Today, we have another opportunity to re-examine our own stance on special privileges. An excellent example is an incident that happened some years ago. Former President Dr. Kalam was once frisked by an airline, thereby creating a major furore. The impressive part of this episode is that the former President did not even object to being frisked. This says a lot about the person, and my respect for him only went up higher. And I am sure I can say the same for most people in this country. Is it possible that shunning VVIP culture in small but significant ways may be a strong reason for the respect he commands by us citizens?
Special privileges that have become so ubiquitous range from substantive to the frivolous. Politicians and bureaucrats do not have to stand in line for anything, live in heritage buildings, move around in cars with red beacons, and of recent relevance, enjoy subsidized food in canteens starting from the Parliament to government offices around the capital.
The issue of food subsidy offered to Members of Parliaments reeks of privilege. We talk about abolishing subsidies with regard to government policy, except we completely miss the point when we ignore the food subsidy extended to MPs. Without discussing the specifics with regard to the cost incurred to offer the food subsidy, there are certain fundamentals that I feel must be followed with regard to subsidies in general. They are 1) targeting the poorest of the poor and 2) to effect minimal leakages and avenues for corruption.
No organization enjoys the absolute trust of its members. No government enjoys the absolute trust of its citizens. And no elected representative enjoys the absolute trust of his or her constituents. Indeed they may aspire to achieve it, but it is a given that such a position is impossible if not untenable. Keeping this in mind, one finds that the privileged of this country, wittingly or unwittingly, participate in actions that are detrimental to this effect.
This brings me to what we all know as "VVIP culture". Such a culture has become pervasive and an inescapable part of an Indian citizen. It has practically touched everybody in this country. There are some who are more equal than the others. And they seem to make it very clear to the rest.
In an equivalent of name-dropping, we 'drop' the kind of access one has with the state. Interestingly, we are also a country wherein we decry and boast the privilege in equal measure, depending on which side of the fence we are. This deep-seated, still-fragile post-colonial mindset that 'they' are better than us and thereby 'deserve' such privileges is an unfortunate scenario after over 60 years of independence.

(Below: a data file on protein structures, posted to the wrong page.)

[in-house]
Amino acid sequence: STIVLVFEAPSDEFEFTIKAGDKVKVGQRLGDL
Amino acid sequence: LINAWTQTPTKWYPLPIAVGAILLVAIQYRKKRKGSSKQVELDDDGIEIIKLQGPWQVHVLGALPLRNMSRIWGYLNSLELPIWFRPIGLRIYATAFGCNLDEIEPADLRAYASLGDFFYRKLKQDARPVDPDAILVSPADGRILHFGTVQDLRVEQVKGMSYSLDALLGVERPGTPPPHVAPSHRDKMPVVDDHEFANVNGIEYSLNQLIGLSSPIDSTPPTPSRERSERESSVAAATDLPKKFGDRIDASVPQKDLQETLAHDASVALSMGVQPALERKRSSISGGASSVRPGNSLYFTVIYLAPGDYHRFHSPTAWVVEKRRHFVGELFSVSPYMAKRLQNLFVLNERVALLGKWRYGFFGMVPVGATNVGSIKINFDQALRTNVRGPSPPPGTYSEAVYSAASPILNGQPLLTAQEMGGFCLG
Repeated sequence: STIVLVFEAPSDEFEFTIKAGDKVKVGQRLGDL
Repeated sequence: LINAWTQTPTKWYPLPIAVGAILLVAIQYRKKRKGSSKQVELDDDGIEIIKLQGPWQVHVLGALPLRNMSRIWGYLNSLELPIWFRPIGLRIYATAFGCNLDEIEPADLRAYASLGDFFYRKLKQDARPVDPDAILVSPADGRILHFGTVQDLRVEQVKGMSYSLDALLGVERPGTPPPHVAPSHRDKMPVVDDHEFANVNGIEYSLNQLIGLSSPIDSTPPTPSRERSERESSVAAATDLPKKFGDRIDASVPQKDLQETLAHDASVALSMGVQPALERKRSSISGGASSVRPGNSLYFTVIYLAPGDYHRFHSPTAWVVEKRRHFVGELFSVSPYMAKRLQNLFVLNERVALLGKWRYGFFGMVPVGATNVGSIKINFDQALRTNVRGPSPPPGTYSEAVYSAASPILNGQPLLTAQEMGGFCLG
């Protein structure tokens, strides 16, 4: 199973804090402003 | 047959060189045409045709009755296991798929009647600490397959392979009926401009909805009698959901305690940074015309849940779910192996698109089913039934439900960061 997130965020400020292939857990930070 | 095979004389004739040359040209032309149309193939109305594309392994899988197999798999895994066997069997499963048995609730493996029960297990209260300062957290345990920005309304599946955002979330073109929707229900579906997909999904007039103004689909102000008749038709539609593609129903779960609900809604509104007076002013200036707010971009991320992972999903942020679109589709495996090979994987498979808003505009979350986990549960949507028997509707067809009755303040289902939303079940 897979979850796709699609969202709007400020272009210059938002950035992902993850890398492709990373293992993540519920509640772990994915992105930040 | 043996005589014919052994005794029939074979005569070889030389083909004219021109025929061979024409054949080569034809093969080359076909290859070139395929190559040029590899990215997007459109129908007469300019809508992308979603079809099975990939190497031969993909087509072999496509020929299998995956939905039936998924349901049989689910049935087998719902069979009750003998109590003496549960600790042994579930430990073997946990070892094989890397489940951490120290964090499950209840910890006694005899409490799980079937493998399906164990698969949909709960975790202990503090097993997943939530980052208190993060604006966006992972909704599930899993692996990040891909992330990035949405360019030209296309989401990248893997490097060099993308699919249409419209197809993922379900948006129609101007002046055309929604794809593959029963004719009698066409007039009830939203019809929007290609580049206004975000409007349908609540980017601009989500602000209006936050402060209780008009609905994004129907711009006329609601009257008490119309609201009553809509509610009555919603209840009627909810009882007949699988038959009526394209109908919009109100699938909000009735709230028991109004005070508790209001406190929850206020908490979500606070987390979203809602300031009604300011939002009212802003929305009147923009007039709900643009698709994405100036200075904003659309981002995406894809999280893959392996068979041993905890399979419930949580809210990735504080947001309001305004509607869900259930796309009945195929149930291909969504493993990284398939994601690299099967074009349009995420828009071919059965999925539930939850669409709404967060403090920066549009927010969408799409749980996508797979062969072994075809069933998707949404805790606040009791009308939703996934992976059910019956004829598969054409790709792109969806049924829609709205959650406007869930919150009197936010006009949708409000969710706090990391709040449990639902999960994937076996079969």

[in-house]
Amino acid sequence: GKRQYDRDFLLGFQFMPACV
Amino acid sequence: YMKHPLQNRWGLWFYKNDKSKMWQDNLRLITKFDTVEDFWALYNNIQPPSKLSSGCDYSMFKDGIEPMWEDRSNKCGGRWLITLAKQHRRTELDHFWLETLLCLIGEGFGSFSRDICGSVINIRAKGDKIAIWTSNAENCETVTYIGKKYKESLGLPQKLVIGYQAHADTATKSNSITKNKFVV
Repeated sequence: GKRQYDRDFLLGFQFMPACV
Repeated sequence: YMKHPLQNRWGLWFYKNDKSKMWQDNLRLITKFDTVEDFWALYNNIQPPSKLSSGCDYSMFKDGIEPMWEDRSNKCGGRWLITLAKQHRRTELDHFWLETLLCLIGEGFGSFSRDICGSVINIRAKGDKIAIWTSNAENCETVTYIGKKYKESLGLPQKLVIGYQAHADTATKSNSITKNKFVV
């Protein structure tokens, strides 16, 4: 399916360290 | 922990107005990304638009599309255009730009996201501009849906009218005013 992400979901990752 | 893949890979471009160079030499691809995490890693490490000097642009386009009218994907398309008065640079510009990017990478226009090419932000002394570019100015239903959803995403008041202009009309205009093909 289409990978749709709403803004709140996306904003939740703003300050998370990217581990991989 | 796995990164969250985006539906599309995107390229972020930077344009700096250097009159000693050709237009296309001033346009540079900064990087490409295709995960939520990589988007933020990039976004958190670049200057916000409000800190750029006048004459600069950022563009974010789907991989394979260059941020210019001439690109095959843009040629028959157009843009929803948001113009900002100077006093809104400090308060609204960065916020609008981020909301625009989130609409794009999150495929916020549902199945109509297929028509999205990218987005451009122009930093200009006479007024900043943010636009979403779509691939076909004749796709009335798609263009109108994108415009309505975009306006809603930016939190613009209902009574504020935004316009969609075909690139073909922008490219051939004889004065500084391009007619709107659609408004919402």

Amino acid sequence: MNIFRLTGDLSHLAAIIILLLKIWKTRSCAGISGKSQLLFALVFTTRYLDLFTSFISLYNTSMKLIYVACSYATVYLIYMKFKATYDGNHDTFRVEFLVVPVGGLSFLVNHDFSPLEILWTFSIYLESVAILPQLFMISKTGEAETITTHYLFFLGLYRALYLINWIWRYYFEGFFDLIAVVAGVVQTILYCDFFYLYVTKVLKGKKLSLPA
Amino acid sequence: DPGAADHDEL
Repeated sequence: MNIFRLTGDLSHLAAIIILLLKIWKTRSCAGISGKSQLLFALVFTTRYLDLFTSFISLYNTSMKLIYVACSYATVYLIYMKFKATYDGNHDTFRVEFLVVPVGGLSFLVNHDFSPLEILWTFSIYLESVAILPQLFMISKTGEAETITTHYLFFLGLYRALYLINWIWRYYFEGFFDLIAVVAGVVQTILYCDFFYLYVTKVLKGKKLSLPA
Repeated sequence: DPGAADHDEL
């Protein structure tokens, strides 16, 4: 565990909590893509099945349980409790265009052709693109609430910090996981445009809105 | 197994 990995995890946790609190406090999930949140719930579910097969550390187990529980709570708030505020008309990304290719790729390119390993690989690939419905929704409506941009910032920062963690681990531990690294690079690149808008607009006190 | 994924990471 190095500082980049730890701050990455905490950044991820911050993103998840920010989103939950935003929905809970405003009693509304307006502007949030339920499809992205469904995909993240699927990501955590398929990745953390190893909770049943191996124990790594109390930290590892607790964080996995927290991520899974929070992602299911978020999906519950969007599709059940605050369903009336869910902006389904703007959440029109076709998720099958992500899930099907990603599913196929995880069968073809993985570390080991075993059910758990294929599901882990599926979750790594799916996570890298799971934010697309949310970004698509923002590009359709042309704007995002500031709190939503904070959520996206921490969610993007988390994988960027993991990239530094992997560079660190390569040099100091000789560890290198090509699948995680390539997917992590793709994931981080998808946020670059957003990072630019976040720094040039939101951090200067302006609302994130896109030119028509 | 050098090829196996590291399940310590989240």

The feudal relic of special privileges makes a mockery of democracy. Democracy does not simply mean that citizens provide consent and approval by way of the ballot every five years, but also means that they have access to the same individuals they have elected to office. The latter argument is lost on the elected representatives. Citizens are alienated from their representatives courtesy privileges that should be done away with. This alienation feeds into a cycle that is counter-productive, it promotes rent-seeking from the 'winners' and servile attitudes among the rest.
In recent months, the government campaign to encourage those citizens who can afford to voluntarily give up subsidized LPG cylinders has been very successful. If a million Indian citizens can give up subsidized cylinders, then certainly a few hundred MPs can give up subsidized food. I personally had given up my gas subsidy some years ago. I also have been advocating the dismantling of the well-entrenched VVIP culture in India over the years ranging from topics relating to red light beacons, security frisking and toll exemption on national highways.
Many have argued that the recipients of the subsidized Parliament canteen facilities are not only MPs, but also staff working in the Parliament. It is one thing to stereotype MPs to be privileged, for they already get a lot, but another thing to take away subsidy from a government employee for another person's disrepute. Unfortunately, this logic does not stand up to the fundamental role of a subsidy, besides the failure of categorizing government employees as the poorest of the poor. Government employees have also been surrendering their subsidized LPG connections - so the affordability argument is lost immediately.
However, should there be any measure of apprehension, and a strong case is present to continue the food subsidy for them, the Direct Benefits Transfer for LPG (DBTL) would be a suitable mechanism. DBTL is a process whereby the subsidy is directly affected through cash transfers into bank accounts that virtually eliminate any scope for leakage or corruption. The same model can be emulated for the Parliament canteen food subsidy. Like the DBTL programme, the intended/identified beneficiaries could receive a direct cash transfer as a perk or subsidy.
The point what I am emphasizing is that such an action recognizes that subsidies should be reserved only for the poorest of the poor. It makes available funds to help those who need it the most. This issue has been gaining traction in both mainstream as well as social media, with many citizens also expressing similar views. Ending subsidized food in Parliament would mirror the growing public sentiment. It is time we elected representatives demonstrate that we too support that ethos.
Baijayant Jay Panda is MP (Lok Sabha), BJD.
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